In this sense, every Lord’s Day is Memorial Day in the church, where we decorate not the graves of the fallen but look to the crucified who is risen, where we not merely commemorate the greatest sacrifice ever made but find our very life in it. And through the ordinary means of grace, we remember the extraordinary means of our redemption: Christ crucified and resurrected. Just as it is the Lord’s kindness that leads us to repentance, it is his provision that leads us to praise.
Indeed, salvation belongs to the Lord, for our Lord said, “just as Jonah was three days and three nights in the belly of the great fish, so will the Son of Man be three days and three nights in the heart of the earth” (Matt. 12:40). Yet, unlike Jonah, the Lord Jesus regarded the Scriptures as the very breath of God, down to the iota and dot.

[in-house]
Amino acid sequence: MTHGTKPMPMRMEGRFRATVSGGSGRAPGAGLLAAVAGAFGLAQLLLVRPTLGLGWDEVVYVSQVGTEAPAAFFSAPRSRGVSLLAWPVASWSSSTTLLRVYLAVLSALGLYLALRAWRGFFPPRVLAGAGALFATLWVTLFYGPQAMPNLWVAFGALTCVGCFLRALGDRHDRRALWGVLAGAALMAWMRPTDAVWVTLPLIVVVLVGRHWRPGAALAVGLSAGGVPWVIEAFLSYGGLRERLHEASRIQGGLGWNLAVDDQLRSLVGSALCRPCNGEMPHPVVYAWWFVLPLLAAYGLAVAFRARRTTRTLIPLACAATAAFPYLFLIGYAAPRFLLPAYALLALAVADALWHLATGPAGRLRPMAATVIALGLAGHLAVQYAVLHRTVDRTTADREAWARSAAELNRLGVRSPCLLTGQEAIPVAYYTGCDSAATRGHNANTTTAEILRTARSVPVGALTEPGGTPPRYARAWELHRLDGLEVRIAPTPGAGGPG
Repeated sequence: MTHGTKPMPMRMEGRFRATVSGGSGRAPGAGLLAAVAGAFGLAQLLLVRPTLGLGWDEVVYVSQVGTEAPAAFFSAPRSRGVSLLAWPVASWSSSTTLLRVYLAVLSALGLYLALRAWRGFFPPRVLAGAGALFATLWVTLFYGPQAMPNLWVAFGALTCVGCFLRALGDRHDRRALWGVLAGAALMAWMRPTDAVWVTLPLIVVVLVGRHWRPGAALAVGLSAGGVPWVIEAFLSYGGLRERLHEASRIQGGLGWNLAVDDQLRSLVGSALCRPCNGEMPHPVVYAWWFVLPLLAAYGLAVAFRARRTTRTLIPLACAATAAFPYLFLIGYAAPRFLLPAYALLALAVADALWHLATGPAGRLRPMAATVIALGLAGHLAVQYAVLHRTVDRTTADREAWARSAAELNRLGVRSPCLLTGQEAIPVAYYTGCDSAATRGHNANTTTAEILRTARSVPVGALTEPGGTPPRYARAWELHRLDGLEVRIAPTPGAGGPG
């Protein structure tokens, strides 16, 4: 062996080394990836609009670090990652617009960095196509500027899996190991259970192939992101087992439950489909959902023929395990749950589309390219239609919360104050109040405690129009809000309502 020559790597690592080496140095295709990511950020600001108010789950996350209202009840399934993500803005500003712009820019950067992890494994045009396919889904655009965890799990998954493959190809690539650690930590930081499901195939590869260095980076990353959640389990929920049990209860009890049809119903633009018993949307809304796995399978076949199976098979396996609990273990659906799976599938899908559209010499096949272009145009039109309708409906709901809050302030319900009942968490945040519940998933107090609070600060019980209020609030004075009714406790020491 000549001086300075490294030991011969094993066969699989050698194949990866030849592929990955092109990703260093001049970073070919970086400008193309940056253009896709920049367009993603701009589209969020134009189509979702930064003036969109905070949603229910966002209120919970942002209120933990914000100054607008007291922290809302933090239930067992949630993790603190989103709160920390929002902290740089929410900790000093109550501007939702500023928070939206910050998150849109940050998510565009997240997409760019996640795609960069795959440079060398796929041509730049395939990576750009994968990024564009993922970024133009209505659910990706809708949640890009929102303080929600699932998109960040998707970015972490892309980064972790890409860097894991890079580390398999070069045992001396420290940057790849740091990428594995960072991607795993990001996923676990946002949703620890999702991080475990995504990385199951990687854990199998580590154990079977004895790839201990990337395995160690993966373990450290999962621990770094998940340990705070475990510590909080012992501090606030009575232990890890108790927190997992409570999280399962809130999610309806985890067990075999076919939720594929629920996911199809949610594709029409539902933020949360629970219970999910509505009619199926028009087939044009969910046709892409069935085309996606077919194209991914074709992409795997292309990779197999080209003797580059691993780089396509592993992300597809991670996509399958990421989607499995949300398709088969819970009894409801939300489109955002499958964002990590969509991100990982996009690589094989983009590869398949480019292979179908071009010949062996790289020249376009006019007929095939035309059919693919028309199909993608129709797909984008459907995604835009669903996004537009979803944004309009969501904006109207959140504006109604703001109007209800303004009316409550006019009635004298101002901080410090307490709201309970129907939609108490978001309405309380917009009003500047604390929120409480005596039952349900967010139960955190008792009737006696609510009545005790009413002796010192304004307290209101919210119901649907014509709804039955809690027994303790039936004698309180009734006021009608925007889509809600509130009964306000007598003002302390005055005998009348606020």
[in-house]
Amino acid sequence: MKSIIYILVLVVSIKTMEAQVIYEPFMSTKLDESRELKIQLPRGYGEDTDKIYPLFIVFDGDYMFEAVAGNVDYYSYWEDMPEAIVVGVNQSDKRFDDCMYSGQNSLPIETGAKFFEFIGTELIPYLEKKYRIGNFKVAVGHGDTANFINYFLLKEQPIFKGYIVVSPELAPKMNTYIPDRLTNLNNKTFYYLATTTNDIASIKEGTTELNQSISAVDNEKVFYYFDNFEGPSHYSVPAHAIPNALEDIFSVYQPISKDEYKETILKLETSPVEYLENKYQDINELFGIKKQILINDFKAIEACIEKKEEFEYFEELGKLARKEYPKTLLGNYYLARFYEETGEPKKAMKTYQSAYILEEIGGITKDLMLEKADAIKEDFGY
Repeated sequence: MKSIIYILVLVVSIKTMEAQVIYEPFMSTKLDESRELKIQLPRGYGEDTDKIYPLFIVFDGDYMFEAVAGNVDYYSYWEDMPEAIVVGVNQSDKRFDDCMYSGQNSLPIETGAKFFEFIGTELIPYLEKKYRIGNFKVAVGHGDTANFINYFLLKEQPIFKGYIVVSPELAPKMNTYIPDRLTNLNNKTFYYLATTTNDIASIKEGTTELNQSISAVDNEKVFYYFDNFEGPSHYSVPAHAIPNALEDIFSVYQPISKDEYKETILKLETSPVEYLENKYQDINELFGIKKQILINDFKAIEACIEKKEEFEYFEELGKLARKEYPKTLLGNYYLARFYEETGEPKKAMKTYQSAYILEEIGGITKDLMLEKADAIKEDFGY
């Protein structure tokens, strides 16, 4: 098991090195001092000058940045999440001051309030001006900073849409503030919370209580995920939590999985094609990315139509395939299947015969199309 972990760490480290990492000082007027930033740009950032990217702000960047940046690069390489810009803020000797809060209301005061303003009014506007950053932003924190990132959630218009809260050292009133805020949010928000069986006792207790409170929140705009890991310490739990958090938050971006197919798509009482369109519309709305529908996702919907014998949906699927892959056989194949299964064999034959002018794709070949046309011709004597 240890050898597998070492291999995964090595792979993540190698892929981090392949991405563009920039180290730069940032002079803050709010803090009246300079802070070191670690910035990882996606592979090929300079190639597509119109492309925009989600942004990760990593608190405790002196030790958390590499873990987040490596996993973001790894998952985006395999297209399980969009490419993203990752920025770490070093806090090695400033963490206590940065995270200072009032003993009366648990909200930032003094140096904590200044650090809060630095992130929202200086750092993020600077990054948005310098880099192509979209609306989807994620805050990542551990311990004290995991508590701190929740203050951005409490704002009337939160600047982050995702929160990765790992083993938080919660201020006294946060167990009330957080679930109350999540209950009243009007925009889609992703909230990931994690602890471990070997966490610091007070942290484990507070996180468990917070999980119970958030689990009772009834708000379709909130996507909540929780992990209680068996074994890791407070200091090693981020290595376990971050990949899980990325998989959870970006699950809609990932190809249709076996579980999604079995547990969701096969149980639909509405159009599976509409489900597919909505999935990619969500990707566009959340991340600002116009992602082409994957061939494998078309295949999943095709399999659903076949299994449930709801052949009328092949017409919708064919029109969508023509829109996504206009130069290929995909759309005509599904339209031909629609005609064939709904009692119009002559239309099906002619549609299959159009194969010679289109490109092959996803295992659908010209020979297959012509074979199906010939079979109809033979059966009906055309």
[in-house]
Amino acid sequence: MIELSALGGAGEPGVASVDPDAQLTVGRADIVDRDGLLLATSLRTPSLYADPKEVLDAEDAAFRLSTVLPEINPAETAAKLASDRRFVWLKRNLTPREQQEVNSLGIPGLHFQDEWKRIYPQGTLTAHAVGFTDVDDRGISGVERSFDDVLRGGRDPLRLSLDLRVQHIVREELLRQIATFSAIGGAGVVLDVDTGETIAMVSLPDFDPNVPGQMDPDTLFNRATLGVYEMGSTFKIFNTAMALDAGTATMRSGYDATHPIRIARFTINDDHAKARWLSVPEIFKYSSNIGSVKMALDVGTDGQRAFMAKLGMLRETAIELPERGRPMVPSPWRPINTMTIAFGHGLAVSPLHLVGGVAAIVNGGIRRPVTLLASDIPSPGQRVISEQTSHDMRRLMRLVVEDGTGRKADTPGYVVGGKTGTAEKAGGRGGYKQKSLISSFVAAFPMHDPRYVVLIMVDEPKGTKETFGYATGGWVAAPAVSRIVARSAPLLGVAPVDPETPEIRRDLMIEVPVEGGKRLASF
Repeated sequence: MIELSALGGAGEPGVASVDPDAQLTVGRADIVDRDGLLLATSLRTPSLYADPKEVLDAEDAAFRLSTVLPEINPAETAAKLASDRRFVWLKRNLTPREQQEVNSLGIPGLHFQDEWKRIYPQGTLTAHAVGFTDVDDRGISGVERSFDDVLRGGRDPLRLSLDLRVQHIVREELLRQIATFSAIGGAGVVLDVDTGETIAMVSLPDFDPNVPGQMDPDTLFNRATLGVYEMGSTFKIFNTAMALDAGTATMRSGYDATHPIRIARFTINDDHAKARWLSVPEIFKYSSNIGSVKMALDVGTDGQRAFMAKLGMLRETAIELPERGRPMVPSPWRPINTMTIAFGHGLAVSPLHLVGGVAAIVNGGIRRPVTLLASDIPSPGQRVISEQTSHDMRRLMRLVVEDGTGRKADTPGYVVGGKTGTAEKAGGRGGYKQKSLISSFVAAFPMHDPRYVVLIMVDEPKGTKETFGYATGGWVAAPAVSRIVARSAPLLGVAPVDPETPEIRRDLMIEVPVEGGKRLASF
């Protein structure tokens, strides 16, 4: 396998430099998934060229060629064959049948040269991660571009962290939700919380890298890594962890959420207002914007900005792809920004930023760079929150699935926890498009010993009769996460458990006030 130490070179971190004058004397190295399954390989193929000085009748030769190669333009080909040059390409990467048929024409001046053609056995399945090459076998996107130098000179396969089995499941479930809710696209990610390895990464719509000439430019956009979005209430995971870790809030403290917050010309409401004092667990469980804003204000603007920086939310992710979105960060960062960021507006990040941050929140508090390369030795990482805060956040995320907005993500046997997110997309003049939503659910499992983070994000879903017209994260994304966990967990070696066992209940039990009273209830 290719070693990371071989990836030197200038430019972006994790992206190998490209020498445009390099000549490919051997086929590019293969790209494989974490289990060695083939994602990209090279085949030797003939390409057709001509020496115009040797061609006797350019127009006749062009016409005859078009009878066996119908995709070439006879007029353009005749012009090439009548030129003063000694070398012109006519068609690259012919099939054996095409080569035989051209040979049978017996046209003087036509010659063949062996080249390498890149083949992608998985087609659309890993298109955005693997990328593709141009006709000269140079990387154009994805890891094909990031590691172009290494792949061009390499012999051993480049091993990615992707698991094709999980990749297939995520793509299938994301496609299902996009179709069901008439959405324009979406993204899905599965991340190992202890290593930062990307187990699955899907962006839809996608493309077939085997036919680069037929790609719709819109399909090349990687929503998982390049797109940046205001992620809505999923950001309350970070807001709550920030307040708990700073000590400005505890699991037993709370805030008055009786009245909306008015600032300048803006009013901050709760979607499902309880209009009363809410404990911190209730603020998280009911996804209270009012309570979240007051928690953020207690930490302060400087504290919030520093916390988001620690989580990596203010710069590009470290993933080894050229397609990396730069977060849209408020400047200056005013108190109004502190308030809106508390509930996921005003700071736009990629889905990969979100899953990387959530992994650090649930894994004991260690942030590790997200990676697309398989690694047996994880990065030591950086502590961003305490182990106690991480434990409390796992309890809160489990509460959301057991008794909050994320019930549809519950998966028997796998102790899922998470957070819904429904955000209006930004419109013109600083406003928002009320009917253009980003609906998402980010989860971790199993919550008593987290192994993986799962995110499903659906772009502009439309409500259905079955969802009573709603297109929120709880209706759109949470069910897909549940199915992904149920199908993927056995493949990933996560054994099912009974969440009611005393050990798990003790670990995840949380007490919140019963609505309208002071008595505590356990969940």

Even the most faithful among us has been unfaithful to our Covenant-keeping God in thought, word, or deed (and likely all three). And yet, in his grace and mercy we see the gospel preached in the sacrament, leading us as spiritual adulterers by the grace of his Holy Spirit to renew our covenant with him.
The economy of the kingdom of God is strikingly different than the kingdom of this world, and what the Lord entrusts has eternal consequences.
For the gospel has come to us, carried from Jerusalem to the world. Therefore, let us guard against the Christless religion of the scribes and Pharisees, looking by faith to Christ our Savior, to be conformed to his image, as we are cleansed by his blood, finding our true identity in Christ alone.
Being a family of faithfulness involves you to stir up your brother and sister to love and also good works.
Living graciously is a gospel-centered life, a joyful life lived in light of the grace we have received in Christ.